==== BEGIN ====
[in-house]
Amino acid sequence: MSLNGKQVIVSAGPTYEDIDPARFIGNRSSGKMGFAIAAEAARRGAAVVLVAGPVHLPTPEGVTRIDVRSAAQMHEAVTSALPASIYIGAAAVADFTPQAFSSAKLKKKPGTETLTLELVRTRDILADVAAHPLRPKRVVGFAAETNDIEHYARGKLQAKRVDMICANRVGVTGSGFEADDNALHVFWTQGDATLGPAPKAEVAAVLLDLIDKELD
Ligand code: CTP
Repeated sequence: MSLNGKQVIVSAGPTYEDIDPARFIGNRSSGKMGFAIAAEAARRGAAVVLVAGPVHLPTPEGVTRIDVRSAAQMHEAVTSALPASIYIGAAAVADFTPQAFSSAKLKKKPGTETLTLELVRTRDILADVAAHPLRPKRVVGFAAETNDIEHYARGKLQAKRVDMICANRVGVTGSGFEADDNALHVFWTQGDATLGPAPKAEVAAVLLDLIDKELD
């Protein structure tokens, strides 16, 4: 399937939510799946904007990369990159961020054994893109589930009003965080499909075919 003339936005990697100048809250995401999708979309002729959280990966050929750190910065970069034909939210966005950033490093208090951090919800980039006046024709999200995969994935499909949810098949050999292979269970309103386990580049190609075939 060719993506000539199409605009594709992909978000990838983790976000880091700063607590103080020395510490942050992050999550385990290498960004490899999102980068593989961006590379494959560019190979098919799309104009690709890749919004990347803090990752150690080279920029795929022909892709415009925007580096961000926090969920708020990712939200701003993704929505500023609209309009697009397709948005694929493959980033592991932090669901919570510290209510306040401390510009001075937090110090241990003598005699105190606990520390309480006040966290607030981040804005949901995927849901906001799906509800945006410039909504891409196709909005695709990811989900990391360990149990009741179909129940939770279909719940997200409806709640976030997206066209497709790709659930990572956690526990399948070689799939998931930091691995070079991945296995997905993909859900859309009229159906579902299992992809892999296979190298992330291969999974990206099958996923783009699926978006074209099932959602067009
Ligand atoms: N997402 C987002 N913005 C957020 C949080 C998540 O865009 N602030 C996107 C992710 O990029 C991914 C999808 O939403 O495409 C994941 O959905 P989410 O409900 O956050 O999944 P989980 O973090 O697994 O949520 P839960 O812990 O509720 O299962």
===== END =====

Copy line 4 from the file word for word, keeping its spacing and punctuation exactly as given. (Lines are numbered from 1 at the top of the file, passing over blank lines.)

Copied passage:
Repeated sequence: MSLNGKQVIVSAGPTYEDIDPARFIGNRSSGKMGFAIAAEAARRGAAVVLVAGPVHLPTPEGVTRIDVRSAAQMHEAVTSALPASIYIGAAAVADFTPQAFSSAKLKKKPGTETLTLELVRTRDILADVAAHPLRPKRVVGFAAETNDIEHYARGKLQAKRVDMICANRVGVTGSGFEADDNALHVFWTQGDATLGPAPKAEVAAVLLDLIDKELD